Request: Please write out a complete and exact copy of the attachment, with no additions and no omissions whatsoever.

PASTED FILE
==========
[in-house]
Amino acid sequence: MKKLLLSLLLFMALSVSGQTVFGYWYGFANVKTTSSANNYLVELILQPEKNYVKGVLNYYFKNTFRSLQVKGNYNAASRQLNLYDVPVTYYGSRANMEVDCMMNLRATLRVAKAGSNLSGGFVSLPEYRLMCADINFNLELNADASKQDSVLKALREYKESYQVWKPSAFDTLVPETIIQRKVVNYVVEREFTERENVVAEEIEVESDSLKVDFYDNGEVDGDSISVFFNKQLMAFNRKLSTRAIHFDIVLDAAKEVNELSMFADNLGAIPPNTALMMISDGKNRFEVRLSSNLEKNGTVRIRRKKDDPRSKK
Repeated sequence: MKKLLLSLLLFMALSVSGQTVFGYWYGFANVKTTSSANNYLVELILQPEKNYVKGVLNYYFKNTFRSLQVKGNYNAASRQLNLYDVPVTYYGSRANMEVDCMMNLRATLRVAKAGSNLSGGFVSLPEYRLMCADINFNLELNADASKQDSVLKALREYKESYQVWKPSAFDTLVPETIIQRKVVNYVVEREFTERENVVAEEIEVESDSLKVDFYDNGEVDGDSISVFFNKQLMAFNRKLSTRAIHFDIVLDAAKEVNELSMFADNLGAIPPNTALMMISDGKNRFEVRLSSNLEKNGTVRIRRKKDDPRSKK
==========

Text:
[in-house]
Amino acid sequence: MKKLLLSLLLFMALSVSGQTVFGYWYGFANVKTTSSANNYLVELILQPEKNYVKGVLNYYFKNTFRSLQVKGNYNAASRQLNLYDVPVTYYGSRANMEVDCMMNLRATLRVAKAGSNLSGGFVSLPEYRLMCADINFNLELNADASKQDSVLKALREYKESYQVWKPSAFDTLVPETIIQRKVVNYVVEREFTERENVVAEEIEVESDSLKVDFYDNGEVDGDSISVFFNKQLMAFNRKLSTRAIHFDIVLDAAKEVNELSMFADNLGAIPPNTALMMISDGKNRFEVRLSSNLEKNGTVRIRRKKDDPRSKK
Repeated sequence: MKKLLLSLLLFMALSVSGQTVFGYWYGFANVKTTSSANNYLVELILQPEKNYVKGVLNYYFKNTFRSLQVKGNYNAASRQLNLYDVPVTYYGSRANMEVDCMMNLRATLRVAKAGSNLSGGFVSLPEYRLMCADINFNLELNADASKQDSVLKALREYKESYQVWKPSAFDTLVPETIIQRKVVNYVVEREFTERENVVAEEIEVESDSLKVDFYDNGEVDGDSISVFFNKQLMAFNRKLSTRAIHFDIVLDAAKEVNELSMFADNLGAIPPNTALMMISDGKNRFEVRLSSNLEKNGTVRIRRKKDDPRSKK